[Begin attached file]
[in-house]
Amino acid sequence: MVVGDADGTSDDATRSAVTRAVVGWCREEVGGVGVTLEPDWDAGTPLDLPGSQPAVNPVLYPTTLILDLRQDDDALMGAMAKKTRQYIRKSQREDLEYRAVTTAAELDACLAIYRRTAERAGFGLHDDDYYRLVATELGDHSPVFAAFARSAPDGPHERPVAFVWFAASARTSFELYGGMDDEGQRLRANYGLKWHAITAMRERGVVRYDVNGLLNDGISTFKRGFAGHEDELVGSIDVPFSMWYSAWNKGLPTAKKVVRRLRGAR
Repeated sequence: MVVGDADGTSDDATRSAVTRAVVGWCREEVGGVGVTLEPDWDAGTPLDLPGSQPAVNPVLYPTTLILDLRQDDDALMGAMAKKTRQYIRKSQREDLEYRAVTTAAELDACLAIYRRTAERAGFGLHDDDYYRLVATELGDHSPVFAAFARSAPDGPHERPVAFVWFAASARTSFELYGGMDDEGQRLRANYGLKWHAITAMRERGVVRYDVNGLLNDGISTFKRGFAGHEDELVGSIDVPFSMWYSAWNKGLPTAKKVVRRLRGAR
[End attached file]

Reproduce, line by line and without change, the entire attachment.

[in-house]
Amino acid sequence: MVVGDADGTSDDATRSAVTRAVVGWCREEVGGVGVTLEPDWDAGTPLDLPGSQPAVNPVLYPTTLILDLRQDDDALMGAMAKKTRQYIRKSQREDLEYRAVTTAAELDACLAIYRRTAERAGFGLHDDDYYRLVATELGDHSPVFAAFARSAPDGPHERPVAFVWFAASARTSFELYGGMDDEGQRLRANYGLKWHAITAMRERGVVRYDVNGLLNDGISTFKRGFAGHEDELVGSIDVPFSMWYSAWNKGLPTAKKVVRRLRGAR
Repeated sequence: MVVGDADGTSDDATRSAVTRAVVGWCREEVGGVGVTLEPDWDAGTPLDLPGSQPAVNPVLYPTTLILDLRQDDDALMGAMAKKTRQYIRKSQREDLEYRAVTTAAELDACLAIYRRTAERAGFGLHDDDYYRLVATELGDHSPVFAAFARSAPDGPHERPVAFVWFAASARTSFELYGGMDDEGQRLRANYGLKWHAITAMRERGVVRYDVNGLLNDGISTFKRGFAGHEDELVGSIDVPFSMWYSAWNKGLPTAKKVVRRLRGAR